Our thanks to Maddie for sharing her experience with us. All Psychology majors complete at least one internship, PSY 300, as part of their degree and work closely with a faculty supervisor as part of the experience.To learn more about Psychology at UNE, and our internship experiences, please visit: https://www.une.edu/cas/psych
A guest post by Miranda Bragan about her PSY 495 internship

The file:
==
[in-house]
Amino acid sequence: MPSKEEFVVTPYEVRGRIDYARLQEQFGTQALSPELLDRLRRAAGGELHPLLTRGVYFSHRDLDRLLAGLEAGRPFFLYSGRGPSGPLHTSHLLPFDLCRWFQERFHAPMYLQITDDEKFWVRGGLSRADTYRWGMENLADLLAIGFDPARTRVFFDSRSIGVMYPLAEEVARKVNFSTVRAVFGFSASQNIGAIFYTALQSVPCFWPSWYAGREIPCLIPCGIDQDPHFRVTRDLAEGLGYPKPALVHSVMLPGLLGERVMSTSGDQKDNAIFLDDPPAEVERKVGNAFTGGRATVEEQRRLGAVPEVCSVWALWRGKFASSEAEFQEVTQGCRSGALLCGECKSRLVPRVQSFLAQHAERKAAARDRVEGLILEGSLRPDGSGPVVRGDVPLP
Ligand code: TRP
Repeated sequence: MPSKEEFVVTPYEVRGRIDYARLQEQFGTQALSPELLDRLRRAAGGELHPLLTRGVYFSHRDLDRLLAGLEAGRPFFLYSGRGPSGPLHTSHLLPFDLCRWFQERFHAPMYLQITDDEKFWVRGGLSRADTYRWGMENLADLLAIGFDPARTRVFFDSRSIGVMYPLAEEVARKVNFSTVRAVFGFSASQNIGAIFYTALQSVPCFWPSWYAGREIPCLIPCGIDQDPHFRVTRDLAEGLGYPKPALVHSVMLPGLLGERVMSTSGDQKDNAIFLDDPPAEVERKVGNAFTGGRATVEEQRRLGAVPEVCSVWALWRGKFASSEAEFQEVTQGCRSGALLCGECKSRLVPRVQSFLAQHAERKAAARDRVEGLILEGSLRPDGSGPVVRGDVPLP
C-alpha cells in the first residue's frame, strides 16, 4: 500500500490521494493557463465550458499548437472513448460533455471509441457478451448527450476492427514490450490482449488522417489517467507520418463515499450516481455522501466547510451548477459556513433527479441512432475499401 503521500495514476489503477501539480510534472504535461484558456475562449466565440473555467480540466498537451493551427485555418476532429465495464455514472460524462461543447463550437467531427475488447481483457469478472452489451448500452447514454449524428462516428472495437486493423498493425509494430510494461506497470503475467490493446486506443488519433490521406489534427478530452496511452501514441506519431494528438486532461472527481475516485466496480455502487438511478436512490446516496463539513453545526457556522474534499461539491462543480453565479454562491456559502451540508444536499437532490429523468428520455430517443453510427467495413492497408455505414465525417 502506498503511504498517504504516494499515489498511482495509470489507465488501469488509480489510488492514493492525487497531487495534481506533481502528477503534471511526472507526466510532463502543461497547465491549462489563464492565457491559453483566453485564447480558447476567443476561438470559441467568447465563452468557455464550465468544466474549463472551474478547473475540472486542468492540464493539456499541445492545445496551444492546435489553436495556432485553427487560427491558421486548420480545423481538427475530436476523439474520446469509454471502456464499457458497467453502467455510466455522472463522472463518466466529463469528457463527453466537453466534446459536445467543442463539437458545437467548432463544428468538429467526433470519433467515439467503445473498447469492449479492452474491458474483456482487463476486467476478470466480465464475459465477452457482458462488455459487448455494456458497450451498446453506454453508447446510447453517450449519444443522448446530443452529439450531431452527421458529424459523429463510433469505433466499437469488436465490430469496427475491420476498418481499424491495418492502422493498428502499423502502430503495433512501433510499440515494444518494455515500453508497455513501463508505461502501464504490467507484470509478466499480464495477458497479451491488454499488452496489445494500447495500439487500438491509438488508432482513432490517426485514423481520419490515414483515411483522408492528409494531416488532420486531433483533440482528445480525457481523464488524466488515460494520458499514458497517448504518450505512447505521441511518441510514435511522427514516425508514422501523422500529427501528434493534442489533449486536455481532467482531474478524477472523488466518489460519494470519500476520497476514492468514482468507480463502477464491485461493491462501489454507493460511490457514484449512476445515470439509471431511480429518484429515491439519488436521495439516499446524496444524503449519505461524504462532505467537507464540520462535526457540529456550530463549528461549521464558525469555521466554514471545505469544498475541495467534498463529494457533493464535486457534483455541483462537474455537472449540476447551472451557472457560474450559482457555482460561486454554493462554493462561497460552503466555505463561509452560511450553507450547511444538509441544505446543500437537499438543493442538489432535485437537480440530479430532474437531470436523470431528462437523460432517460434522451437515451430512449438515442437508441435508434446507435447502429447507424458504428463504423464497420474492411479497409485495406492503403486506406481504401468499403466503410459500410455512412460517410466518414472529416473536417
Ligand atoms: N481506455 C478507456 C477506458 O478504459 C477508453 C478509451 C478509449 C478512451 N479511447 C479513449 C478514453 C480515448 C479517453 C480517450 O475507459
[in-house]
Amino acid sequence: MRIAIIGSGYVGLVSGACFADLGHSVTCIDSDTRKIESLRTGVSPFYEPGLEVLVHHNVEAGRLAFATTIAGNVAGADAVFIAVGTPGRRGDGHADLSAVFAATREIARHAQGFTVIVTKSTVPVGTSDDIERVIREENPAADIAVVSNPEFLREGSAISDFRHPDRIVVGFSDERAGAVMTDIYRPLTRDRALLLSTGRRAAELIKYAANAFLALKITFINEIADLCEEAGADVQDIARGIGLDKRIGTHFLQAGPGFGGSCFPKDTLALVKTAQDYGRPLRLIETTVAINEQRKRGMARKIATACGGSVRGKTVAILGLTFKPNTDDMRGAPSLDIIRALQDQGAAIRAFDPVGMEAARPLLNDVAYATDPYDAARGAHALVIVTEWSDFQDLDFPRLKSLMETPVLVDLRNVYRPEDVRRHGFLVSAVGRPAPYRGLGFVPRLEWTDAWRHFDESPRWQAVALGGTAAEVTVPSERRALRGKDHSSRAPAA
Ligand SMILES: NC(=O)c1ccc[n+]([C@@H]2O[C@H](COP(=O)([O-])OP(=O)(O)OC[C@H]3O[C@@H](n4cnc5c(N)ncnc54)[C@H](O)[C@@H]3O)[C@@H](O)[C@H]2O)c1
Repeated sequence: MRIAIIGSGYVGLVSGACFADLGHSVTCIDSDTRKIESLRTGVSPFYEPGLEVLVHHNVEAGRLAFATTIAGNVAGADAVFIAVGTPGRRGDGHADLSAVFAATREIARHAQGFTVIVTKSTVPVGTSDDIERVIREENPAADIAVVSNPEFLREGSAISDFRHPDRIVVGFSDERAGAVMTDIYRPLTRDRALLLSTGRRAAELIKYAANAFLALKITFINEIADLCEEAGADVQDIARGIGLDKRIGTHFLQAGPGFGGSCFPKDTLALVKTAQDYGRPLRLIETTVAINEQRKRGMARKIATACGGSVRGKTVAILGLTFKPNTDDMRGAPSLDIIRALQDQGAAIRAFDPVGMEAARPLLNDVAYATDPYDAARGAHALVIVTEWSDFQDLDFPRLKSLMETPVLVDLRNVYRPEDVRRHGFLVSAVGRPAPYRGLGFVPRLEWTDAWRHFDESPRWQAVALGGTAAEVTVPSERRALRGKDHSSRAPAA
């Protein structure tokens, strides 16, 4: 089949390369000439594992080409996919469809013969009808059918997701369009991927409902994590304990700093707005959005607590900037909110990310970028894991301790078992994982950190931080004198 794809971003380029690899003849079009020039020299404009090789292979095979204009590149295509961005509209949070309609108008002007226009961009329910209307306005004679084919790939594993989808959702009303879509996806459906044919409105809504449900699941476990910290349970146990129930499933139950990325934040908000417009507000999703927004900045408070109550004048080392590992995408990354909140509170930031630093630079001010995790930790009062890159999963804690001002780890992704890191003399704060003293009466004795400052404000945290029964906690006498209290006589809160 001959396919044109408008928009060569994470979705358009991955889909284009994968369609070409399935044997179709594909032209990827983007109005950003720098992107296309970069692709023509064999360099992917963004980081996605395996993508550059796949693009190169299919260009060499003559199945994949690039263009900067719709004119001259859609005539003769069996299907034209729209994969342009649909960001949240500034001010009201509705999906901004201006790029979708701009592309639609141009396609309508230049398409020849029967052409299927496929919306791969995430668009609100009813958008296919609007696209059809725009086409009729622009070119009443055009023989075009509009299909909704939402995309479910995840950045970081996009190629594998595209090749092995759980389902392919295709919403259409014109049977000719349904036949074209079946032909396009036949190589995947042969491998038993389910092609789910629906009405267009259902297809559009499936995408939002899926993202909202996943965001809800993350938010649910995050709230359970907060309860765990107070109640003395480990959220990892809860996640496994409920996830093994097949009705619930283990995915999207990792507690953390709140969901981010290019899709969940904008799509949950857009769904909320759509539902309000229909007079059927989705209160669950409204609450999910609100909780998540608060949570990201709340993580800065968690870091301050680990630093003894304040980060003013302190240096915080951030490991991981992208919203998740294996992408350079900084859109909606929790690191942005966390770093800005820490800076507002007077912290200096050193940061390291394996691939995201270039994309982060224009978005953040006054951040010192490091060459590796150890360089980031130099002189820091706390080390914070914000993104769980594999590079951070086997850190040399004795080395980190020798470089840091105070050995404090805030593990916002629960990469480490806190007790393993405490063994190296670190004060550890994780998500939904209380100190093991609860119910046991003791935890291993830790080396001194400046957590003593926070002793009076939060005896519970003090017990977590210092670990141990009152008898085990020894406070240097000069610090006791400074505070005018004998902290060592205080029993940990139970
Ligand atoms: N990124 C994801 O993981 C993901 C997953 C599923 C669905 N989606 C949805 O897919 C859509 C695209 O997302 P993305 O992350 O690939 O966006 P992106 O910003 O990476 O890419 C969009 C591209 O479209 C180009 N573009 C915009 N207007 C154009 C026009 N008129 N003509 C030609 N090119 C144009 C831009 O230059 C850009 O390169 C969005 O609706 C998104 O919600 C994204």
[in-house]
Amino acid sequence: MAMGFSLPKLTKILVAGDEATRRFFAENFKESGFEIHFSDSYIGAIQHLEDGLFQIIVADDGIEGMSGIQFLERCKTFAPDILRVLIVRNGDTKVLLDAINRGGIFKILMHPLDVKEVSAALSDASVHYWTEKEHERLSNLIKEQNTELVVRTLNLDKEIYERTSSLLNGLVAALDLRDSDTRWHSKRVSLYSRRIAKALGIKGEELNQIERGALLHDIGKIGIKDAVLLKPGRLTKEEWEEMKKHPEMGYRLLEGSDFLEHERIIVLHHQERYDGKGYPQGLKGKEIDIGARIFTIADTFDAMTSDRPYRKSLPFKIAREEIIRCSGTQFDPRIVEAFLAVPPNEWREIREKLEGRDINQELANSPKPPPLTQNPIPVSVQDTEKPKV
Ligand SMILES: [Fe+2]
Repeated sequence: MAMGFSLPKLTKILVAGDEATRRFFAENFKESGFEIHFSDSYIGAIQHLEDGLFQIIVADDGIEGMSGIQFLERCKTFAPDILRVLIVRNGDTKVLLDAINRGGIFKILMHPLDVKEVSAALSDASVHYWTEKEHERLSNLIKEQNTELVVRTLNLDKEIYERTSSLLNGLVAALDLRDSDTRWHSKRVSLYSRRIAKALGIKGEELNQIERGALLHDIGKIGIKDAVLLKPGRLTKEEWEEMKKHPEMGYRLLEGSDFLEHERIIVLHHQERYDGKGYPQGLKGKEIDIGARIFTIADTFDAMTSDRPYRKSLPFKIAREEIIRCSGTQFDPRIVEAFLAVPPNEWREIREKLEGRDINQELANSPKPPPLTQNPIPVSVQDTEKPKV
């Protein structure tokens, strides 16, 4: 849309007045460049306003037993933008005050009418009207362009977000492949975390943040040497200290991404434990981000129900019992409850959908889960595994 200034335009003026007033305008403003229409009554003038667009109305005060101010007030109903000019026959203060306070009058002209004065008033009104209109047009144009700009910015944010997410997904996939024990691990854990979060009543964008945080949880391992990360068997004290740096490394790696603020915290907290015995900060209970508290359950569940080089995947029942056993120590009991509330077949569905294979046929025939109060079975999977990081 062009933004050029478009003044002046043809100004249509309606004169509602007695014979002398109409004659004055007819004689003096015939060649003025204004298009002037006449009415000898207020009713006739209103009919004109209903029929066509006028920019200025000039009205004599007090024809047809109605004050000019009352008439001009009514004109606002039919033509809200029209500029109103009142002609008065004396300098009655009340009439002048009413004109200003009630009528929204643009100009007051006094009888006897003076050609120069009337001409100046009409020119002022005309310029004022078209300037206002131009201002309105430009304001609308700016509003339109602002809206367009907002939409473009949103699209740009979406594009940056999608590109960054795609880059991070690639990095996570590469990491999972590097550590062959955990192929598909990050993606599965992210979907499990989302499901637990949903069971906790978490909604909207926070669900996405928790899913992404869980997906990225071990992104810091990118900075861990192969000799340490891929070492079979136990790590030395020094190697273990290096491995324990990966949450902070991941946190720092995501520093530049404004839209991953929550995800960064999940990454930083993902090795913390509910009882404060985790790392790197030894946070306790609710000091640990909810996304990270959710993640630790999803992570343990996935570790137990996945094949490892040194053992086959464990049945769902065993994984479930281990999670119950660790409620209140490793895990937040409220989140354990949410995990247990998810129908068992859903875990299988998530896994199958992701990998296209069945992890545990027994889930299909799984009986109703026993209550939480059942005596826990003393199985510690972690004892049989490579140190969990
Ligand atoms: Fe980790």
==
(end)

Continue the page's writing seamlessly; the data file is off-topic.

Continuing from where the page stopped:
For my internship in Spring 2020 I decided to volunteer at the Ever After Mustang Rescue right down the road from UNE. I choose to work there because horses are my absolute passion. Chances are that if you ask someone who knows me well enough they will tell you that I prefer horses to people, which isn’t necessarily wrong. I have been around horses almost my entire life because I started riding them and taking horseback riding lessons when I was three. Horses give me a sense of comfort and being at any barn really gives me a sense of peace and calmness. Everyone has a safe space where they feel safe, and for me it’s almost any barn. Growing up I was a fairly shy kid but being around horses brought out my confidence. Horses have taught and helped me with so much growing up that I wanted a chance to return the favor. When I first heard there was a mustang rescue only a few minutes away from school I was ecstatic and I instantly knew I wanted to go there and volunteer.